- Private Secretary
- I Been Refused
- Subhuman Woman
- The Rope Song
- Pigs Waddle
- Be Stiff
- O No
- All of Us
- Gorj Prayer
A complete front-to-back cover of DEVO’s performance on 1974-04-23. Maxwell Major explains the project:
What do you get when you cross a bunch of art nerds, the Baby Boom, a counterculture stressing an empire exiting its golden age, and untreated Post-Traumatic Stress Disorder from watching your friends get shot down for exercising their constitutional rights by the very State that claimed to uphold them?
You get DEVO, a musical group which was an art movement in its own right and would go on to trailblaze the concepts of performance art, music video, and even the genre of new wave itself. They were perhaps one of the most important groups of the 20th century and will remain relevant until the Sixth Mass Extinction reaches its finality.
But it took several years for DEVO to reach critical mass. In 1974, DEVO was still simply the name of a small collective of artists who had their eggs in many baskets, with music being just one of them. The opportunity arose for this collective to put together a live performance and demonstrate concrete examples of “De-evolved music”. Knowing from past experience that they could not simply rely on hired hands to play what was at the time considered “anti-rock and roll”, the core members looked to their siblings, who had musical skill and could understand the concepts being conveyed by their brothers.
The Daily Kent Stater reported thusly: “DEVO CLAN RETURNS TRIUMPHANT–Devo makes a triumphant return to the site of last year’s spectacle… This is your chance. This year’s performance will degenerate in the Governance Chambers (as is altogether fitting). Seats will be at a premium, so get there early… Don’t miss ‘Private Secretary,’ ‘I Been Refused,’ ‘Sub-human Woman,’ ‘The Rope Song,’ ‘Pigs Waddle,’ ‘Be Stiff,’ ‘Androgyny,’ ‘O No’ and ‘All of Us’ as performed by Gerald and Robert Casale, Robert Lewis and James and Mark Mothersbaugh… the incredible Devo…”
So it was on the 23rd of April, 1974–1,450 days after the National guard murdered four and wounded nine at Kent State University–that Gerald and Robert Casale, Robert Lewis, and James and Mark Mothersbaugh took the stage in the Governance Chambers, and introduced themselves as DEVO. The set was comprised of nine original compositions and a band which seemed set up like a rock group, but the music and visuals betrayed. “Jungle Jim” kept time with rudimentary tire factory drum beats in an ape mask. Gerald laid down relentlessly monotonous bass grooves, slinging himself around in a lab coat decked with dozens of painted tampons. One Bob dutifully provided mechanical rhythm guitar, and another Bob in a biker’s jacket retaliated with crude, angular lead work. And Mark, crowned with the Brainwave Poo-Poo Hat, garnished the whole thing with otherworldly blips, squawks, and blasts from an early MiniMoog synthesizer and a Clavinet. This was not rock and roll, rather it was a Mad Magazine and Wacky Packages parody thereof. Most of the audience members, thankfully, were of the avant-garde hipster type who were used to John Cage or Morton Subotnick. They understood the intent and the concept, and received it warmly.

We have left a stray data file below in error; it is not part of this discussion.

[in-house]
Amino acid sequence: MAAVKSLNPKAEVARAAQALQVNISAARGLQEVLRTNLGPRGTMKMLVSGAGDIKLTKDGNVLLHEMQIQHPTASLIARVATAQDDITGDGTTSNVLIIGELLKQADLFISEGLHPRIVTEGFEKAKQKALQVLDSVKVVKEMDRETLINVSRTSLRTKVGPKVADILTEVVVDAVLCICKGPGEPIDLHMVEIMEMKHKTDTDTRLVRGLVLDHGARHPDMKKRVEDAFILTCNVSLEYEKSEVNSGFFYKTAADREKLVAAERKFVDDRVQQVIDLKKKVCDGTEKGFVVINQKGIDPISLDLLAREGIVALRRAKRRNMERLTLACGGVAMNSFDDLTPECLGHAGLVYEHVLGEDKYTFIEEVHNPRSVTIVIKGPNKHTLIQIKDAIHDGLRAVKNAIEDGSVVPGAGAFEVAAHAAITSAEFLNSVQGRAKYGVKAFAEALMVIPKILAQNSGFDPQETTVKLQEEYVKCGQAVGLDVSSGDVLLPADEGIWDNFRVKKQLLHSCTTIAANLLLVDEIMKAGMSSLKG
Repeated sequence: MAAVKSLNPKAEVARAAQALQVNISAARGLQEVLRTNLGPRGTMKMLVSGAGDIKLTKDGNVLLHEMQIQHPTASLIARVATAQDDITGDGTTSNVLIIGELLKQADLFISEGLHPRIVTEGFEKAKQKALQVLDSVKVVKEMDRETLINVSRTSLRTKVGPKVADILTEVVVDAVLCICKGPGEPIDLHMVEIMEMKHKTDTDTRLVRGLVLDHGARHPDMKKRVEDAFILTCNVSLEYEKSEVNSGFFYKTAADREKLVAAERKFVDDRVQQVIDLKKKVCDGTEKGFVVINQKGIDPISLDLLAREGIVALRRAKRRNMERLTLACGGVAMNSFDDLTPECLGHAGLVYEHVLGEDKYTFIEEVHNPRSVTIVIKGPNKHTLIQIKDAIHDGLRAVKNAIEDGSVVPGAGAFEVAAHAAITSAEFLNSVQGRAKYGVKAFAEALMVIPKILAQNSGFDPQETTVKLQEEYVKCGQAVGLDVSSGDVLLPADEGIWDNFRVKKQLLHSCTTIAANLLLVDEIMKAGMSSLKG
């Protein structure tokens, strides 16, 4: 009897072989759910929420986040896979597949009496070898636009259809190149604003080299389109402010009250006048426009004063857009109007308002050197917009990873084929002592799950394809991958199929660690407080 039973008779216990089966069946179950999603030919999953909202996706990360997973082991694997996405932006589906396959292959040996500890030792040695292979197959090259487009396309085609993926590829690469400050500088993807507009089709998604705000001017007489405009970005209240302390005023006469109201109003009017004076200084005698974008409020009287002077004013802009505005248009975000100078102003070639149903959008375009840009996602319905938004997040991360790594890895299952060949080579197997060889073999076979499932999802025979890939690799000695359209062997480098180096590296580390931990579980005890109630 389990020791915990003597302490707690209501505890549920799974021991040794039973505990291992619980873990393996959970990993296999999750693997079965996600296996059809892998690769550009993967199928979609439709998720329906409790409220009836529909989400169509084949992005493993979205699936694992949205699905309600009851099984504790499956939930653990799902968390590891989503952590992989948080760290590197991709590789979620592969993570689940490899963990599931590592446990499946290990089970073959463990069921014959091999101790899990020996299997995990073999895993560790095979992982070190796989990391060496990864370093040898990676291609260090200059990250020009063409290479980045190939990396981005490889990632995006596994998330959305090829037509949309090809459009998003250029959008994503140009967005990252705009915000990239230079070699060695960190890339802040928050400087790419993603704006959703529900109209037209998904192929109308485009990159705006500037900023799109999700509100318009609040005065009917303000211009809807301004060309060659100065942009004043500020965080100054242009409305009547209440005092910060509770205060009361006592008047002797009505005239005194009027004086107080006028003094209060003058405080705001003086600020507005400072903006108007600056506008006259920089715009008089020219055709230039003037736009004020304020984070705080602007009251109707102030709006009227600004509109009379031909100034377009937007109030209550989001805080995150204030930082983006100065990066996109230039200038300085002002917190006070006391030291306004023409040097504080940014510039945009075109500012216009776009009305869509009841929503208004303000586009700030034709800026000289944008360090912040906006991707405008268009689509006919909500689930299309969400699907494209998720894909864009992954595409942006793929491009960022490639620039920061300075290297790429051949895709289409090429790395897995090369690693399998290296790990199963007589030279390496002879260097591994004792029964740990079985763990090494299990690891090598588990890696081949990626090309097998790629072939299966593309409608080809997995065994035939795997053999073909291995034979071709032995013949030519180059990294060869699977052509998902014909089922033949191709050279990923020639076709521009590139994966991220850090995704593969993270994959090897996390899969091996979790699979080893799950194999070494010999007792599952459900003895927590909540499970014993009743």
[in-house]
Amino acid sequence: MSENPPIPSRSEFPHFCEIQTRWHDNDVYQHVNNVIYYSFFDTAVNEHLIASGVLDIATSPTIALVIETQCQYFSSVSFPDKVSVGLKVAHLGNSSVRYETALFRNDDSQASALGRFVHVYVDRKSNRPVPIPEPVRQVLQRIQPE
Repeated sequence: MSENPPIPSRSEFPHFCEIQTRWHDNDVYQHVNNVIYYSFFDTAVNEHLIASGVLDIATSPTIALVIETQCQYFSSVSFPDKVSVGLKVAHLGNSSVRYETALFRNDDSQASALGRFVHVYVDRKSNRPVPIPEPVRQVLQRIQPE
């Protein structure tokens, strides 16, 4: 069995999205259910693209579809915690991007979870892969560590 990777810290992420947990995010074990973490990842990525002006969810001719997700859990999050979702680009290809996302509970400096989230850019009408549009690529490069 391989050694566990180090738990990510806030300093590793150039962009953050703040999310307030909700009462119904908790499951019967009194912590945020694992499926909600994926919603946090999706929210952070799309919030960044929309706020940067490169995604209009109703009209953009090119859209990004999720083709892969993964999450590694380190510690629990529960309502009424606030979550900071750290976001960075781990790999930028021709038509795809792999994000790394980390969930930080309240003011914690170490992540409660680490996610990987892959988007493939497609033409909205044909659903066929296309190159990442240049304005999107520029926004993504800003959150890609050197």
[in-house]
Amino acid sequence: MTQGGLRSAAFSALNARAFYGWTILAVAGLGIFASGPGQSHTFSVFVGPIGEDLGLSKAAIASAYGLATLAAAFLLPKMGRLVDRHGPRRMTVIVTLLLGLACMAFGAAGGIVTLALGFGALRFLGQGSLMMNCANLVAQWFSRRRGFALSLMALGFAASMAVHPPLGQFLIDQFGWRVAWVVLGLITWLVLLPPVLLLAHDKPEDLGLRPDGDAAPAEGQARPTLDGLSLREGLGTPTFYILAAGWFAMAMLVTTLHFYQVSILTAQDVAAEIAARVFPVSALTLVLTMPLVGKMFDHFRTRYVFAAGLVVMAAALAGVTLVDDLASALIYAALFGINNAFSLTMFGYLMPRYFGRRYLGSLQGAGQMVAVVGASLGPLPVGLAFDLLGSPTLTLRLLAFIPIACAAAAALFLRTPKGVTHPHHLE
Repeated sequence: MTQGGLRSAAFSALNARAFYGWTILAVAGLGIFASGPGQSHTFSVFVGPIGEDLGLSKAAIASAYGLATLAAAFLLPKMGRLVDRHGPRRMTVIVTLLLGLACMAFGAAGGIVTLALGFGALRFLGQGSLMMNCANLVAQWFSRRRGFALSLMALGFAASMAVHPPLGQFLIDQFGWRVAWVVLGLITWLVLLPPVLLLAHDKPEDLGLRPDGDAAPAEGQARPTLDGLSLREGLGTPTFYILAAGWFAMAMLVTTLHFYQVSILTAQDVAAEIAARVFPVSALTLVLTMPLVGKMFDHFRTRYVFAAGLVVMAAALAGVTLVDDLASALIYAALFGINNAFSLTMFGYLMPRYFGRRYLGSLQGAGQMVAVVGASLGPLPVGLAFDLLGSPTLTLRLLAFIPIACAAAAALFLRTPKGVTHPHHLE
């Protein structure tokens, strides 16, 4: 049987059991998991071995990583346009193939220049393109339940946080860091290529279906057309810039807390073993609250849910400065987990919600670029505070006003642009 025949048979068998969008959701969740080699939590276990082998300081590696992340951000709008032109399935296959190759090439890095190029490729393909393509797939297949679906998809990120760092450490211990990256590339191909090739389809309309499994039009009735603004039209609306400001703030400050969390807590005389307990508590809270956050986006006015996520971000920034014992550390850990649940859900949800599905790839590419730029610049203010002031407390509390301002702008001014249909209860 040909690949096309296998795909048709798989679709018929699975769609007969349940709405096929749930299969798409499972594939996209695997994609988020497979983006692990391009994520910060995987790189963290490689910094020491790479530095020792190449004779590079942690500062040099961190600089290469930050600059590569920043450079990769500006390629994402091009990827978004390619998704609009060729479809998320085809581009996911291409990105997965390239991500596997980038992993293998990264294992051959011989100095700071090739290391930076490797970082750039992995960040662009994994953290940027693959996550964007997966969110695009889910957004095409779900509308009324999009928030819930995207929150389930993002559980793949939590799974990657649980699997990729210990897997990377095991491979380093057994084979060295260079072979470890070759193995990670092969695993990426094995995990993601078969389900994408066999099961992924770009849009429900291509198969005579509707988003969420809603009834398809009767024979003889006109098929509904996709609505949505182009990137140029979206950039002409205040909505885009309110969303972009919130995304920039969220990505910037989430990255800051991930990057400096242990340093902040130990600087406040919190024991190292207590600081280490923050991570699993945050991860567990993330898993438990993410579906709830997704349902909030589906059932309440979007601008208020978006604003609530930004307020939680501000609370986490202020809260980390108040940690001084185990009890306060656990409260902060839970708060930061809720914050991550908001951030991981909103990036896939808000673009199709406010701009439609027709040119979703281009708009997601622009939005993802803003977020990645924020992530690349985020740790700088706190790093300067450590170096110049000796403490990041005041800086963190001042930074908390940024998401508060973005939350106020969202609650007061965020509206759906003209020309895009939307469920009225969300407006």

After the Creative Arts Festival, DEVO experienced a slack period as life got in the way. The rent doesn’t pay itself, after all. A few more live shows were played in 1974, but these were in bars and nightclubs where regular old spuds hung out and didn’t want anything to do with this art music. It would be at the tail end of 1976 when things finally started to look up, as DEVO’s lineup stabilized, venues such as the Crypt and Pirate’s Cove took a chance with them, and a self-produced single made enough of a splash to get them the hell outta Dodge. The rest, as they say, is De-Evolution.
The events of the Second Creative Arts festival faded into a footnote in DEVO’s history, remembered only by those who were there. Out of the setlist that night, only “Be Stiff” was taken with DEVO when they got their break. Some 46 years afterwards, someone going through the DEVO archives came across an almost-complete recording of the concert by accident. A USB drive containing the recording was given to none other than Bob Lewis himself. On April 13, 2021, he uploaded the recording to YouTube and donated it to the archival group Booji Boy’s Basement. For the first time in nearly five decades, the beginning of the end was heard by human ears.
And it came to pass that a young musician by the name of Maxwell Major, AKA Max Devo and/or Zhir Vengersky, was told of the recording. He listened to it from start to finish every day for nearly three months. By the 77th listen he had resolved to produce and record a cover of every song performed at the show, in tribute to the band that induced the greatest positive mutations in his formative years. This is that tribute.
Maxwell also provided some recording details on the project:
All lyrics and music by Gerald Casale (1-6, 8, 9), Robert Lewis (1, 3-7, 10), and Mark Mothersbaugh (8)
Lyrics to “Androgyny” provided by Lewis, transcribed from original lyric sheet. GVC flubbed them during the live performance.
Production by Max in Ableton Live 10
All guitars processed through Positive Grid BIAS FX 2
“Jungle Jim”-style drums sampled from various Devo recordings, augmented with acoustic drums where necessary
Aria Pro II Jet Bass
Squier Classic Vibe Mustang
Custom L6S-style parts guitar
Behringer Model D
Samson Carbon 61
PreSonus AudioBox USB 96
PreSonus M7 condenser microphone